Transmission and distribution losses can be reduced using methods of reactive power compensation. Capacitors shift the phase difference between voltage and current in the opposite direction to inductors. Therefore, capacitor banks are often installed along transmission lines or at highly inductive load sites in order to keep voltage and current in phase. Often these capacitor banks will supply a constant capacitance even though the optimal value is constantly changing with the line loading. Others are designed to switch depending on a local measurement such as the voltage.
There are two potential opportunities for real-time demand management to reduce delivery losses. The first is through peak management. Because the losses are proportional to the square of the current, a smoother demand profile means fewer losses. The second is through reactive power control and optimization. This could include control of reactive loads as well as switches for capacitor banks.
Energy Efficiency at the End User
As mentioned earlier, this is likely the most well-known form of new energy efficiency measures. More appliances and technologies are being designed with efficiency in mind than ever before. Prospective car buyers are fully aware of fuel economy when making their decisions. LED and CFL light bulbs are becoming increasingly more popular. Washers, dryers, you name it – there is probably a high-efficiency version of it on the market. Even commercial and office buildings are starting to be built from the ground up with energy efficiency in mind. Alternatively, for large industrial electricity users, new controls and automation techniques can increase efficiency as well.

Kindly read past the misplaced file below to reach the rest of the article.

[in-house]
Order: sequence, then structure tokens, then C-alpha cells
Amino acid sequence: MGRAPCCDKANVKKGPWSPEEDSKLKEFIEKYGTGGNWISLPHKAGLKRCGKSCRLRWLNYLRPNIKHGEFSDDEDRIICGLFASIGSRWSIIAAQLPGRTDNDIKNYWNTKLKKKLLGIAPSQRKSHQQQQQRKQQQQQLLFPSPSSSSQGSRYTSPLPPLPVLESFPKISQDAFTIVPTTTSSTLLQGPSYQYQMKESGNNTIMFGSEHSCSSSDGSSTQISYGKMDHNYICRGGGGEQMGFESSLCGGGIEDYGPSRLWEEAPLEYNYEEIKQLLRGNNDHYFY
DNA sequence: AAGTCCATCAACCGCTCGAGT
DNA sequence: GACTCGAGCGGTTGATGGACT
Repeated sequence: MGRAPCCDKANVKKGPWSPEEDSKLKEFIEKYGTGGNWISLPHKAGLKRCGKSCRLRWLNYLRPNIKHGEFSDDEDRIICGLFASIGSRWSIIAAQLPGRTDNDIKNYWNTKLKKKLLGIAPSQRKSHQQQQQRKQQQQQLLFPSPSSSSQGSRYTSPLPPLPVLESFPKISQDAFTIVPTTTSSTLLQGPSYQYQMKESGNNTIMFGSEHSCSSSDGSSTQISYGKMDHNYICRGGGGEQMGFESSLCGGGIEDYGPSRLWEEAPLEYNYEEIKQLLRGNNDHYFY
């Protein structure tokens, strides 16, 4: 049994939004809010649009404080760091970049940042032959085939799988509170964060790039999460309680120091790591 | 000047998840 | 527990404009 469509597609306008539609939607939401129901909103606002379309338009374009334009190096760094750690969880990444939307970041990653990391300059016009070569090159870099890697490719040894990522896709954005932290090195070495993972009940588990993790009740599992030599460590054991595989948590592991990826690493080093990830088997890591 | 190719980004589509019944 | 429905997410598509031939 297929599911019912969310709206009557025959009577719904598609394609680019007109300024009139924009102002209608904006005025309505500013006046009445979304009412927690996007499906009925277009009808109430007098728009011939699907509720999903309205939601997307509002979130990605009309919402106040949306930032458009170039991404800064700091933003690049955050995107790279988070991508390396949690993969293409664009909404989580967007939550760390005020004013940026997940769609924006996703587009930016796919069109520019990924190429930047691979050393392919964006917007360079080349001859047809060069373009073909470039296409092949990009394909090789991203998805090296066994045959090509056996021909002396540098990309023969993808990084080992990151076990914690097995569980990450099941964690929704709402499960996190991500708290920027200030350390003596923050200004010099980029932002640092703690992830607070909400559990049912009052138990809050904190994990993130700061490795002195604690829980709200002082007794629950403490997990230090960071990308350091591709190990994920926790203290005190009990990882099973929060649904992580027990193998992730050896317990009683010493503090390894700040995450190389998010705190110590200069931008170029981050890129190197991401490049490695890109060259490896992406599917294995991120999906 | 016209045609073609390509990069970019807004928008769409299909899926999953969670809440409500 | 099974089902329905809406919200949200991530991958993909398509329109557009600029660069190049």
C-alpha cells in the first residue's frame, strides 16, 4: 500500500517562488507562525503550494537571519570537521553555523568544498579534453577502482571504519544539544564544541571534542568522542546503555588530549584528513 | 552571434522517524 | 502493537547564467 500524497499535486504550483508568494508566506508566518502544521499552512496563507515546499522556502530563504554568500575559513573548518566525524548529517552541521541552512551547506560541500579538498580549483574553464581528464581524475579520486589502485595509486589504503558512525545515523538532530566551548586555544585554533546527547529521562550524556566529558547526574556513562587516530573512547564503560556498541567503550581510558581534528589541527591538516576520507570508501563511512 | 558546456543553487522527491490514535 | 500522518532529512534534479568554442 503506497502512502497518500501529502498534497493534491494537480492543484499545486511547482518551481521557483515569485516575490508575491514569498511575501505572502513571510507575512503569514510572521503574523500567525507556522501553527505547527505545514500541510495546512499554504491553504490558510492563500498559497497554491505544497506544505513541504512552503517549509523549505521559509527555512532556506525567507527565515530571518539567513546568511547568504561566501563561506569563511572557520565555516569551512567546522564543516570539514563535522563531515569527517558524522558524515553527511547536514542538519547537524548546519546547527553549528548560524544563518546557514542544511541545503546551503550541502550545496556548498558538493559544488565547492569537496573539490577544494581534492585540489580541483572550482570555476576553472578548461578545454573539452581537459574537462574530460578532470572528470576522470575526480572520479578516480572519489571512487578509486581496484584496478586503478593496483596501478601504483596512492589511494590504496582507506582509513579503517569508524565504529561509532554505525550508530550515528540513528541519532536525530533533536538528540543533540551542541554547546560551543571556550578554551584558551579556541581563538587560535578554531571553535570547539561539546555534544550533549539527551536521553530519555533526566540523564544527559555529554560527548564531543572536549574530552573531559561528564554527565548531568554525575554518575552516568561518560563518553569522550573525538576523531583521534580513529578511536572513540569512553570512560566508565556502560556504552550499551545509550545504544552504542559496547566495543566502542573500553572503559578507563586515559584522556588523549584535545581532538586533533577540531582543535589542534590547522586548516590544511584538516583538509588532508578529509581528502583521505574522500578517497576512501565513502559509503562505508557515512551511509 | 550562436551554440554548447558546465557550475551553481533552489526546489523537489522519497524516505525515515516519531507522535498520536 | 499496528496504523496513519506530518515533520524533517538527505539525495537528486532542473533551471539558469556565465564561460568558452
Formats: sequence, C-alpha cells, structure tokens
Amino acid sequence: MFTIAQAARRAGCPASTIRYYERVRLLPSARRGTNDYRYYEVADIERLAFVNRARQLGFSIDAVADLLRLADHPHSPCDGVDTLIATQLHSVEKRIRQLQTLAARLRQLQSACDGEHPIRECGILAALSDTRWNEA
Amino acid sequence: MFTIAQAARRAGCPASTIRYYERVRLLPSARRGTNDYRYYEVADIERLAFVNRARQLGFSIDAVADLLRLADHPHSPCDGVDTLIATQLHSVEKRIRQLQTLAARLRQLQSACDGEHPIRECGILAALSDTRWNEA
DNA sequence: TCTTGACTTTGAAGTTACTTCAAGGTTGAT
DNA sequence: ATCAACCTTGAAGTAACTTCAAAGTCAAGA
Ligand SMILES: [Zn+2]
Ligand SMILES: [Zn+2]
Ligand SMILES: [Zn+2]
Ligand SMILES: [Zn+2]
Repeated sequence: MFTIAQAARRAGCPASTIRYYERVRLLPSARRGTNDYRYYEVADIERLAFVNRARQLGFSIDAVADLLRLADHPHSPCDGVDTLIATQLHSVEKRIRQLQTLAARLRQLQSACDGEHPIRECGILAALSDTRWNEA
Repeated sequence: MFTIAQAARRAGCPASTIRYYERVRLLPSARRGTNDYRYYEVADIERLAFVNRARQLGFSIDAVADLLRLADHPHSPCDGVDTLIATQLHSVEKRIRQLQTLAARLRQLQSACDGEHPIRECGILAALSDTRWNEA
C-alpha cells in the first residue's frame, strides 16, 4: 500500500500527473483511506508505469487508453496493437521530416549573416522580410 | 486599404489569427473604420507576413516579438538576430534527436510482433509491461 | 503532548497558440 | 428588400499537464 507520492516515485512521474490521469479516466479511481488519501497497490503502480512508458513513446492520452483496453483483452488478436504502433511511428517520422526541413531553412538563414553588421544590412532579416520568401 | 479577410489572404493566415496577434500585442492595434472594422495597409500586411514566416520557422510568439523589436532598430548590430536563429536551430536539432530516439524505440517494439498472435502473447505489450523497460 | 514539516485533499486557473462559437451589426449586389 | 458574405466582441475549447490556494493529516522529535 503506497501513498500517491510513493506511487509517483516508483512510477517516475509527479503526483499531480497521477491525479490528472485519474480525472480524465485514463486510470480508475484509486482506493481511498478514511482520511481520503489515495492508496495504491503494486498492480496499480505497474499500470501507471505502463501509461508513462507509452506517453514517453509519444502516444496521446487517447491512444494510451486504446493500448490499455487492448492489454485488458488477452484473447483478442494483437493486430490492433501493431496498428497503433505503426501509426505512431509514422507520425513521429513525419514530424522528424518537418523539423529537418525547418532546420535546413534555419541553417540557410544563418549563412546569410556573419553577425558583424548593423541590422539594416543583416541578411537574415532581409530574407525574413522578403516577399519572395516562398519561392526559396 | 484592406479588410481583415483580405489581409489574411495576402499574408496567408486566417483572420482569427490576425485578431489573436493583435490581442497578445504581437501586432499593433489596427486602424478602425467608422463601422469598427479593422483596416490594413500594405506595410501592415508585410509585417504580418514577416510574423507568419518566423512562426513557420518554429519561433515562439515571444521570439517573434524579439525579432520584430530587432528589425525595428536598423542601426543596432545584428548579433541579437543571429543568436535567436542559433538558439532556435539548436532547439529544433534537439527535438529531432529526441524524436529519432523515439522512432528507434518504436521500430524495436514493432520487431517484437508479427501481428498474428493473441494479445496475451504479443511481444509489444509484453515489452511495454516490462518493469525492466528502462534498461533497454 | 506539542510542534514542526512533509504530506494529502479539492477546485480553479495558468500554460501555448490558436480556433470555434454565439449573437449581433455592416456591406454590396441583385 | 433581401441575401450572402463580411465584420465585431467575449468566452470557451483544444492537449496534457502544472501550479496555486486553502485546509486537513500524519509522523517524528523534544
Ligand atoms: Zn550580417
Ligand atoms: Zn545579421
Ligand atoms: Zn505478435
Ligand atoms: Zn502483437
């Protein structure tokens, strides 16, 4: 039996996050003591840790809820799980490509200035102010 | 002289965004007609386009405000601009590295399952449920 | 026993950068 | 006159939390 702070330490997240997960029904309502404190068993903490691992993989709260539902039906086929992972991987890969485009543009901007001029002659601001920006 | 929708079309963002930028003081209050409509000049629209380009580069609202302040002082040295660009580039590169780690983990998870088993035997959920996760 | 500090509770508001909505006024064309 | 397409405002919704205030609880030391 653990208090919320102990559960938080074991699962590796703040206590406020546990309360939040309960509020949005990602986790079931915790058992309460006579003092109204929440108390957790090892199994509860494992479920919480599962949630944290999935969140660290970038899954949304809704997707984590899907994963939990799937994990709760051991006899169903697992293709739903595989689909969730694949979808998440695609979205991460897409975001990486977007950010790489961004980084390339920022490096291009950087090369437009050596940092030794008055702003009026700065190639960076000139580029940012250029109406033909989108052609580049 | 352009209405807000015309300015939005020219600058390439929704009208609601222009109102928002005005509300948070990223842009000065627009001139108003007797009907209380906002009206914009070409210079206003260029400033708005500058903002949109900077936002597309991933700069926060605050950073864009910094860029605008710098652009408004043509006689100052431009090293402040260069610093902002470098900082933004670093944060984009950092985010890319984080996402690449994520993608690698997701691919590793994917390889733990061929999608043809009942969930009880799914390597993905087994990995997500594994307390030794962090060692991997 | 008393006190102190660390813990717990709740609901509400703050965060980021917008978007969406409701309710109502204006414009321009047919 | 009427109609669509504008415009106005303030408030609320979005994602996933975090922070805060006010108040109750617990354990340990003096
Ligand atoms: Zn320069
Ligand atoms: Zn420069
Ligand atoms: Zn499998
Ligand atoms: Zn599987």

So improving efficiency at the end user level is one way to cut back on energy consumption. And if you consider the total lifetime cost of many products, they are economical as well. Nevertheless, they do cost money and the cost is all up front. The payback period can be ten or more years, which is unacceptable for many small businesses or residential customers. These products require the end user to “buy in” and so government programs must often help subsidize the cost.
Although the “smart” energy usage of technology, devices and equipment at the end user is the typical way we think of energy efficiency, there are other opportunities available to improve the overall efficiency of the grid. End users can participate in energy initiatives offered by their electric utility; these initiatives help utilities manage a reliable and efficient power system – while benefitting the end user as well. Consider taking all aspects of today’s modern grid into consideration, and you might gain a new perspective on energy efficiency.